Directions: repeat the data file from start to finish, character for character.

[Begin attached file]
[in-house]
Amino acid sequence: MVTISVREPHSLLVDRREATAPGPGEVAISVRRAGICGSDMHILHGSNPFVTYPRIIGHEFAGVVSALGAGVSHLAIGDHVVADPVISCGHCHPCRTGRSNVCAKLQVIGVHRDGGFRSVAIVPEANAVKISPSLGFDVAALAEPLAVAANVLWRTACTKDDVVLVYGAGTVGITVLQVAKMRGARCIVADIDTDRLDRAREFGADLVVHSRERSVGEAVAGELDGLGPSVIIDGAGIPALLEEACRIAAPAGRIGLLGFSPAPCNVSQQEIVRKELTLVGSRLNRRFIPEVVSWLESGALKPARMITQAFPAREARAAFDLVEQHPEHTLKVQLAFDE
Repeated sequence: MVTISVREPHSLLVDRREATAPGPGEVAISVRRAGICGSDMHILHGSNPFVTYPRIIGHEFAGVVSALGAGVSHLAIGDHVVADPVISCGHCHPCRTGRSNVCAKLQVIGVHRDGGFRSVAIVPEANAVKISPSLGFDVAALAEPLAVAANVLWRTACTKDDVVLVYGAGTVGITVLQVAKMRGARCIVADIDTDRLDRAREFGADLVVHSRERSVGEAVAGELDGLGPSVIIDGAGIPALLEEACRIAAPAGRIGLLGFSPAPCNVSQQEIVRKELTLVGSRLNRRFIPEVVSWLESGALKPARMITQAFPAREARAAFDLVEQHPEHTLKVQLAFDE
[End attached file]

[in-house]
Amino acid sequence: MVTISVREPHSLLVDRREATAPGPGEVAISVRRAGICGSDMHILHGSNPFVTYPRIIGHEFAGVVSALGAGVSHLAIGDHVVADPVISCGHCHPCRTGRSNVCAKLQVIGVHRDGGFRSVAIVPEANAVKISPSLGFDVAALAEPLAVAANVLWRTACTKDDVVLVYGAGTVGITVLQVAKMRGARCIVADIDTDRLDRAREFGADLVVHSRERSVGEAVAGELDGLGPSVIIDGAGIPALLEEACRIAAPAGRIGLLGFSPAPCNVSQQEIVRKELTLVGSRLNRRFIPEVVSWLESGALKPARMITQAFPAREARAAFDLVEQHPEHTLKVQLAFDE
Repeated sequence: MVTISVREPHSLLVDRREATAPGPGEVAISVRRAGICGSDMHILHGSNPFVTYPRIIGHEFAGVVSALGAGVSHLAIGDHVVADPVISCGHCHPCRTGRSNVCAKLQVIGVHRDGGFRSVAIVPEANAVKISPSLGFDVAALAEPLAVAANVLWRTACTKDDVVLVYGAGTVGITVLQVAKMRGARCIVADIDTDRLDRAREFGADLVVHSRERSVGEAVAGELDGLGPSVIIDGAGIPALLEEACRIAAPAGRIGLLGFSPAPCNVSQQEIVRKELTLVGSRLNRRFIPEVVSWLESGALKPARMITQAFPAREARAAFDLVEQHPEHTLKVQLAFDE